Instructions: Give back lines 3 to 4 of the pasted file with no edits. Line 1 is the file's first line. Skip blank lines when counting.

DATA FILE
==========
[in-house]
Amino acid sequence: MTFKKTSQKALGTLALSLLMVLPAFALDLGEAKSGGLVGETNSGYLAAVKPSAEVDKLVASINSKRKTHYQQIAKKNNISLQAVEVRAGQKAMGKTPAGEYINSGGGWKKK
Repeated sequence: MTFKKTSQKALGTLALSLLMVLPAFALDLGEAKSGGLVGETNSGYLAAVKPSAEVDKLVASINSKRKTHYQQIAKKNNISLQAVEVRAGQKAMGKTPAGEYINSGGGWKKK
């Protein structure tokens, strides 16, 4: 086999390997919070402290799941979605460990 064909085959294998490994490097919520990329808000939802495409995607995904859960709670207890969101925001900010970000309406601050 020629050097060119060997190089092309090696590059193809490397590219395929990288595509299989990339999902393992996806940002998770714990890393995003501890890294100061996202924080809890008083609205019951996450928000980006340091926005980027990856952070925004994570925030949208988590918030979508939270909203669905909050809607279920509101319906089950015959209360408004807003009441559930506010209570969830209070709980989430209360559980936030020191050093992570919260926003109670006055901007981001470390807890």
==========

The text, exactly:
Repeated sequence: MTFKKTSQKALGTLALSLLMVLPAFALDLGEAKSGGLVGETNSGYLAAVKPSAEVDKLVASINSKRKTHYQQIAKKNNISLQAVEVRAGQKAMGKTPAGEYINSGGGWKKK
């Protein structure tokens, strides 16, 4: 086999390997919070402290799941979605460990 064909085959294998490994490097919520990329808000939802495409995607995904859960709670207890969101925001900010970000309406601050 020629050097060119060997190089092309090696590059193809490397590219395929990288595509299989990339999902393992996806940002998770714990890393995003501890890294100061996202924080809890008083609205019951996450928000980006340091926005980027990856952070925004994570925030949208988590918030979508939270909203669905909050809607279920509101319906089950015959209360408004807003009441559930506010209570969830209070709980989430209360559980936030020191050093992570919260926003109670006055901007981001470390807890």